A distributed ledger provides for decentralized consensus on a set of cryptographically verified data. However, in and of itself, such a ledger does nothing to ensure that nodes in its network have the same computational state derived from these data. The part of the consensus system that determines the shared state is called the transaction logic. As Richard Gendal Brown explains in his article entitled How to explain the value of replicated, shared ledgers from first principles:
“When smart contracts are incorporated with distributed ledgers not only is there the benefit of consistent data such as holdings across all participants, but consistent contractual language around those holdings as well.”
Relatively primitive consensus systems, such as Bitcoin and Bitcoin-derived altcoins, were designed primarily to be transfers of value in digital currencies, and their transaction logic implements a token system. A token system is a scheme for transferring balances in a digital asset from one party to another. In Bitcoin, this token system is extended by a programming language, Script, but this language suffers from two serious limitations:
It is not Turing complete.
It has no notion of state. (All contracts resolve to either True or False.)
The consequences of these design decisions are that the maximum complexity of the transaction logic of the network in question is limited to recording of balances in digital assets, along with some simple multi-signature authentication.
By contrast, it is possible to build on top of a ledger a virtual machine for the execution of a Turing complete language and the preservation of state. Then the transaction logic may be arbitrarily complex (by the properties of Turing complete languages). The presence of such a virtual machine allows for the creation of smart contracts: self-executing and self-enforcing, cryptographically authenticated multi-party agreements. Again, from Richard Gendal Brown:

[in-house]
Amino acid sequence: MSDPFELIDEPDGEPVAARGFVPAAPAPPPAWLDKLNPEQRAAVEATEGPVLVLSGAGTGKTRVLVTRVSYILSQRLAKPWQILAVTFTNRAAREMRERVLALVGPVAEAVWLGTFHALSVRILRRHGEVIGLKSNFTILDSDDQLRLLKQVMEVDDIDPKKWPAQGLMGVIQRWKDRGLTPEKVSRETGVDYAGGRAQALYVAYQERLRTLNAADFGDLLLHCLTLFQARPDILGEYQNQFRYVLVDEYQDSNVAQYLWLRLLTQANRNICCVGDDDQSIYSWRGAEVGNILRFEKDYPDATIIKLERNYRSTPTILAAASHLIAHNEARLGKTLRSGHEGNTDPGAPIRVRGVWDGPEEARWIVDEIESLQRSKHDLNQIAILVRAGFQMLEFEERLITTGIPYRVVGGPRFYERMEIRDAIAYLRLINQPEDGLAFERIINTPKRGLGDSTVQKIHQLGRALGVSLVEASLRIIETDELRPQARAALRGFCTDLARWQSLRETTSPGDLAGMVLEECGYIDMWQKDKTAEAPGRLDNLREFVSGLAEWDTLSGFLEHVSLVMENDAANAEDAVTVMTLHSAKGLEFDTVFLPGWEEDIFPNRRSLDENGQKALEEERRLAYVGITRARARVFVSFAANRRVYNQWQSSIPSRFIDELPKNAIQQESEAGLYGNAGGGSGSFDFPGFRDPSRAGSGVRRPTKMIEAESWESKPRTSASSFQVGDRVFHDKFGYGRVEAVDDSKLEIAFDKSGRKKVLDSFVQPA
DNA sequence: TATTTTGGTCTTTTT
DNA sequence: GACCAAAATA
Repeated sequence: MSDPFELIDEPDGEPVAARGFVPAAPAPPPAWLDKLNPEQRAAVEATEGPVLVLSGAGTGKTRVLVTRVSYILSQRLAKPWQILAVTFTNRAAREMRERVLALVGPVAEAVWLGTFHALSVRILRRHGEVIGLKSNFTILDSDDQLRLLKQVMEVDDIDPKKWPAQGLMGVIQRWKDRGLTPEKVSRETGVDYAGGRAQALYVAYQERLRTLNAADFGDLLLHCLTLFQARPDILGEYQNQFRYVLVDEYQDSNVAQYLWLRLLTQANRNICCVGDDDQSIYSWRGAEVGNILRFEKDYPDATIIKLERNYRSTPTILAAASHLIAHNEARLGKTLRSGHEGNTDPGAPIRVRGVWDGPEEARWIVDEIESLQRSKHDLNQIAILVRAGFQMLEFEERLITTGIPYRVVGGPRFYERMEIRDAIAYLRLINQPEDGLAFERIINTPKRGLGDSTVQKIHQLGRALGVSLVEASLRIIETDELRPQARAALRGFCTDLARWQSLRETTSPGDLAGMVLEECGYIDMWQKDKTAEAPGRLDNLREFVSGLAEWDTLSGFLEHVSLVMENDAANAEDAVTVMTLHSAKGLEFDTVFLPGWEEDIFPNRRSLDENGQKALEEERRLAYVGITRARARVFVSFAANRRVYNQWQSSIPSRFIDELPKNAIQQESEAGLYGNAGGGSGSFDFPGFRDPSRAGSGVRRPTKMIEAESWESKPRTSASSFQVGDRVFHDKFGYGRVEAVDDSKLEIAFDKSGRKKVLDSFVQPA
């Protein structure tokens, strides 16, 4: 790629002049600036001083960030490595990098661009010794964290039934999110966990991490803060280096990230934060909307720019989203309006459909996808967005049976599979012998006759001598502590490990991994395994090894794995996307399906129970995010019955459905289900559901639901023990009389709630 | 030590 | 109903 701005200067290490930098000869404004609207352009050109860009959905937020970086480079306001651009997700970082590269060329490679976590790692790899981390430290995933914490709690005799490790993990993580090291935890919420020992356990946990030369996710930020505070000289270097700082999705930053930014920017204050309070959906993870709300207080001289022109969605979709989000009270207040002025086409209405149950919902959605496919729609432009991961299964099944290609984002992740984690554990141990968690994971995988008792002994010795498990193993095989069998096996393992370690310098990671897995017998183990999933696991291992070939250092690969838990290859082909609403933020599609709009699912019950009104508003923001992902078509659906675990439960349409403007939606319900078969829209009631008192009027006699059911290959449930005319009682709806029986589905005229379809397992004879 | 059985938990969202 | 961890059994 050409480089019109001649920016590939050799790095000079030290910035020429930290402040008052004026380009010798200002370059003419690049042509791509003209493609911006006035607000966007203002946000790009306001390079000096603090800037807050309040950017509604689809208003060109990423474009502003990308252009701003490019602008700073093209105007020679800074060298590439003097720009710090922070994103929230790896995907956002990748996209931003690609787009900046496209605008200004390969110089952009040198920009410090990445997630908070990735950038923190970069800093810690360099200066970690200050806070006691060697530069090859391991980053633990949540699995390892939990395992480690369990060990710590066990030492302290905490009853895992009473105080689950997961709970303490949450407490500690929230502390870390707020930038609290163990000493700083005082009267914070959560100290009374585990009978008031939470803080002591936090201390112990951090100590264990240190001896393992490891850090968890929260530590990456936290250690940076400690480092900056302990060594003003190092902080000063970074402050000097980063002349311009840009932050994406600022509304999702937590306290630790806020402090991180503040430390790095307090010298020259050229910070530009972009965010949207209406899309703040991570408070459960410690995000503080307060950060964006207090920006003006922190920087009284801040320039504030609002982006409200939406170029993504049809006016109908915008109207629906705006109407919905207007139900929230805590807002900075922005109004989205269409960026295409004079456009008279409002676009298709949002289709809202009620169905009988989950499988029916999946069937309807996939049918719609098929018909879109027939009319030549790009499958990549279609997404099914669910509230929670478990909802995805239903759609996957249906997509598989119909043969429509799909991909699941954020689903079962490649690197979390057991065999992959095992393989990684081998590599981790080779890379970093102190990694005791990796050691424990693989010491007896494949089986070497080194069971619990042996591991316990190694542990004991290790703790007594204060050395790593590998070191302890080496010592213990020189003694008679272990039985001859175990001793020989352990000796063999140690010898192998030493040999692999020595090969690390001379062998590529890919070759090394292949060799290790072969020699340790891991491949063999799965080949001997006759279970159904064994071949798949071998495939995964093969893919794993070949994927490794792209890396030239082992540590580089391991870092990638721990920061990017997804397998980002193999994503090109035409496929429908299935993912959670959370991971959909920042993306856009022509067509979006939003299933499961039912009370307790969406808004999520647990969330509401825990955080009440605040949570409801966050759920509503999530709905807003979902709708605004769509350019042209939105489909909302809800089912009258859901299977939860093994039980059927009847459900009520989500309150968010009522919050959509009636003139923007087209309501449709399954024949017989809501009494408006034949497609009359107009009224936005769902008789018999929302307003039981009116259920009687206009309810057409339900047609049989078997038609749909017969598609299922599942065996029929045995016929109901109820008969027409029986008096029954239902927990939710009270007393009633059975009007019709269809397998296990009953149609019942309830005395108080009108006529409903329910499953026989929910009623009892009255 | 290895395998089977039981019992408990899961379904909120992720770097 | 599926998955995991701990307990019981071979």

“This opens up the intriguing possibility of “smart contracts”: a world where derivatives counterparties agree that a shared piece of code represents the agreement they have made with each other and they execute it on the shared, replicated ledger.”
A token system can only record balances in digital tokens: quantities may be associated with identities, but that’s it. By contrast, a full smart contract system has the capability of implementing any software routine at all, including all of those of mere token systems. This opens up the possibility of representing financial securities and instruments directly on the distributed ledger without reference to central databases and all of their disadvantages.
In short, here’s how the two systems compare:
Applying this to finance
In the context of modeling financial instruments on a distributed ledger, token-based systems allow one to model quantities but not the actual mechanics of the financial instruments themselves. For instance, let’s look at a bond: For a specific bond issuance, it has a total quantity, which is distributed during a primary market allocation process and changes as the bond trades in the secondary market. It also has “functionality” such as corporate actions (making a coupon payment, puts, calls, conversions, etc), and the actual logic behind the issuance, primary market allocation, secondary market trading workflows.
With token-based systems, all of the logic beyond the bond quantities themselves must be implemented outside of the distributed ledger. This means that, with the above example of bonds, one could model simple ownership (i.e. “the owner of address 1234 owns 1000 of the IBM’s 5 ⅜ of 22 bonds”), but essentially nothing more than that. All of the rest of the bond’s functionality must be implemented within a traditional web/database architecture. Contrast this with smart contract-based technologies, where not only the quantities may be modeled on the distributed ledger, but also all of the logic and workflows themselves, in computer code that all authorized participants may examine and agree on.